Saab yesterday gave a live demonstration of its Deployable Tactical Engagement Simulation (DTES) system, which is used by the British Army for training is soldiers in Kenya and which is being promoted to the South African military.
The DTES system was designed to train a battlegroup with an opposing force (OPFOR) and a civilian population, Saab said. Each soldier carries simulation equipment, including a Personnel Detection Device (PDD) consisting of a laser-detector vest, GPS, communications with a tracking system and a link to a laser small arms transmitter (SAT). Each soldier’s weapon carries a laser sight that activates when the soldier fires a round (such as a blank training round). If another soldier gets hit by a laser shot, his PDD will indicate that he has been killed.
The entire training scenario is tracked via a computer in real time and data is sent to a command post, allowing for comprehensive after-action play-by-play review.
Saab demonstrated its DTES system at the Murrayhill Special Forces training facility outside Pretoria, as part of the Land Forces Africa conference this week. During the simulation, nearly a dozen South African National Defence Force (SANDF) soldiers approached a building in two Mamba armoured vehicles, before a simulated IED knocked out one of the Mambas (also fitted with a simulation system that marked it inoperable). The troops then dismounted and, moving through tall grass, approached the building. Firing hundreds of rounds at the enemy, they proceeded to capture their objective.
Saab is hopeful that the SANDF will order the DTES training system, which is attracting “considerable” interest from other nations. It is already in service with the British Army Training Unit Kenya (BATUK), which has been using it for combined training since August 2009. In April 2012 Saab was awarded a two year contract extension to continue offering the training service to the British Army.
As part of the agreements with the UK, Saab will provide the DTES service for five training periods each year with an option for two additional ones, with 98% availability. Brian Drummond, the manager of the Saab base site in Nanyuki, Kenya, who is responsible for all logistic support and maintenance, said they have achieved an average 99.7% availability rate by maintaining a buffer stock of equipment at the base site, having forward-deployed technicians from Saab in Sweden and Saab Grintek Defence in South Africa.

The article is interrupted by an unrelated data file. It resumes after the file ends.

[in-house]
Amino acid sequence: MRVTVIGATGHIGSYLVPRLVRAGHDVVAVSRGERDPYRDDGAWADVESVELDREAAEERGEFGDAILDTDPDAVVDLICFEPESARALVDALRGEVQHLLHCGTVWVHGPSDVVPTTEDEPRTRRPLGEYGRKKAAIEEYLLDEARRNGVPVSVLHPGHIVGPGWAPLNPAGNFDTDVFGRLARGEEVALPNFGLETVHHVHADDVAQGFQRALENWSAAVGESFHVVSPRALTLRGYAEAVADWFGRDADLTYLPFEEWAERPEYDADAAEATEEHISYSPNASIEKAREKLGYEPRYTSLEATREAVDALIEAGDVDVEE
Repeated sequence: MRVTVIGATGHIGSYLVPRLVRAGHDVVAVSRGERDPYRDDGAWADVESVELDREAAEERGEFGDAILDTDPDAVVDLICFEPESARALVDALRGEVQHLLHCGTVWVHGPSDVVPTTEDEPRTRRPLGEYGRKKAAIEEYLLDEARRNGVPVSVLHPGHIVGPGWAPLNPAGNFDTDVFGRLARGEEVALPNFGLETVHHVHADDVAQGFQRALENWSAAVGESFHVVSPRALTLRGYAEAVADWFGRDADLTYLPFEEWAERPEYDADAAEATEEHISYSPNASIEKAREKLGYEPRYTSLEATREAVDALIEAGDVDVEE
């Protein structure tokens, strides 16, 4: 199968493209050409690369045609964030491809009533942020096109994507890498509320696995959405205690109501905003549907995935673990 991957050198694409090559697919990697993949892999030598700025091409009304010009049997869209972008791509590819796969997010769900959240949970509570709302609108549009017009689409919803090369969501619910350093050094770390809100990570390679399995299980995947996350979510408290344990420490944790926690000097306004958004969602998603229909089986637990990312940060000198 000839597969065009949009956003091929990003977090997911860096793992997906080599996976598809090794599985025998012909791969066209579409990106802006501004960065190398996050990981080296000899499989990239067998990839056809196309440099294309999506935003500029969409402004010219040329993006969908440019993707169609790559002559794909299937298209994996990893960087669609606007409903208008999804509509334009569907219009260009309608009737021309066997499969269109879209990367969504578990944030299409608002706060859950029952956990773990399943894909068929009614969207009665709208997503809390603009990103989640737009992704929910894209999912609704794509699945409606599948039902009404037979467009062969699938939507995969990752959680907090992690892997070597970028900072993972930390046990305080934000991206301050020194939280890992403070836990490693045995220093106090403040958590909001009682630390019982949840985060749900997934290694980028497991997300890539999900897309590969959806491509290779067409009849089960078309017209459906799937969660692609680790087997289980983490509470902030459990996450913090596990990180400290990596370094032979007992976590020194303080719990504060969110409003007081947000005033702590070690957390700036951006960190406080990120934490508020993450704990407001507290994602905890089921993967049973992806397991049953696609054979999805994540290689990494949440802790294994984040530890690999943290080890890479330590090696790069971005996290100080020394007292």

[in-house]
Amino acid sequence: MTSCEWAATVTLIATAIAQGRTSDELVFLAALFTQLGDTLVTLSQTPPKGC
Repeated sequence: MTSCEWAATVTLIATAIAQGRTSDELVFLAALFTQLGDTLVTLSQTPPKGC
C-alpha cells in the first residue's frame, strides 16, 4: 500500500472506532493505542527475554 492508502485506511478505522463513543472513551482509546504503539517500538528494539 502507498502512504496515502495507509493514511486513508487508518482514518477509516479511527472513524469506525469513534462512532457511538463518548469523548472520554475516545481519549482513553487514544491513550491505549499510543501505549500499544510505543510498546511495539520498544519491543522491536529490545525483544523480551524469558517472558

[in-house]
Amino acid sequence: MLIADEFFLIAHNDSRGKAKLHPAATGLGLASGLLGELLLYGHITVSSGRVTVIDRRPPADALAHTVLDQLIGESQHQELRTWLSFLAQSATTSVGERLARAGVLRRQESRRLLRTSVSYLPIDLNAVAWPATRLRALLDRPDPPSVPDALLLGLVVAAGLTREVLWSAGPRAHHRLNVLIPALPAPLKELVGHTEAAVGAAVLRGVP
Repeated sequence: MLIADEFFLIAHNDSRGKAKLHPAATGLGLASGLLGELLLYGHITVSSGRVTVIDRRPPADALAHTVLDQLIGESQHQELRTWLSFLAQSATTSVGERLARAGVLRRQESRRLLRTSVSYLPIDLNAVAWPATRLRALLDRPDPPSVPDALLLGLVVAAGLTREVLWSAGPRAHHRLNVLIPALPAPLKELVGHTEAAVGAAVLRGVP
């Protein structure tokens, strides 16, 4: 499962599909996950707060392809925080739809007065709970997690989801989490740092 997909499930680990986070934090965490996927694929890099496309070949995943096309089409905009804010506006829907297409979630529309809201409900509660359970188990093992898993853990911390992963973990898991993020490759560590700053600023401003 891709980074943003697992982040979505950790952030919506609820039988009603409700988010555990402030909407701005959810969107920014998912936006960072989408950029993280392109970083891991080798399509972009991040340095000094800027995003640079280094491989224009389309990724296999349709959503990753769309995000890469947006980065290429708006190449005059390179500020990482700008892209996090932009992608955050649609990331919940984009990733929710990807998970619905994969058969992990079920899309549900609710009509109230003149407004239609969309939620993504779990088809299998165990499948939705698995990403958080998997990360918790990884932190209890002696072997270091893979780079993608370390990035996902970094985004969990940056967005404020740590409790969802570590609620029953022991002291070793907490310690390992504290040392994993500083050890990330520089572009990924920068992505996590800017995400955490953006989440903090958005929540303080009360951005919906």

Saab also demonstrated some of its other technology at Murrayhill, including a throwable unmanned aerial vehicle (UAV) and a hexacopter UAV. Also on display was the company’s Chaka command and control system.
“By lending technological support to the British Army in Kenya or providing logistics and infrastructure to the SANDF, we are extremely pleased, as Saab South Africa, that our contribution is assisting defence forces fulfil their mandates,” stated Magnus Lewis-Olsson, CEO of Saab Grintek Defence.
He was referring to Saab’s involvement in Operation Corona, the SANDF’s border patrol initiative, which necessitates army training camps along the northern and eastern border between South Africa and Zimbabwe and Mozambique. Saab is currently engaged in upgrading operational base facilities for the SANDF, following the re-launch late in 2012 of the upgraded and expanded Operational Base Madimbo. This base, east of Musina near the Zimbabwe border, is the first of a number to be modernised and improved since the SANDF assumed responsibility for border security.
Operational Base Madimbo includes a command centre, airstrip, a parade ground, water purification facilities, and new medical and two way radio battery charging facilities. Roads, the electrical supply, and sewerage systems, and a vehicle wash bay with oil and water separators were upgraded, while new messes with enlarged kitchen, laundry and recreation facilities were installed. The base also includes a new military police facility.
Saab has camp building experience on peacekeeping operations, having assisted the African Union and the United Nations on the continent. One mission has seen Saab setting up a complete turn-key camp solution in the horn of Africa. In the same multilateral environments, Saab said it has successfully provides explosive ordance disposal products in East and West Africa for training of and for safe unexploded ordance and IED (Improvised Explosive Device) destruction purposes. The company has also provided maintenance, repair and overhaul activities for vehicles, generators, water purification plants, air-conditioning units and patrol boats.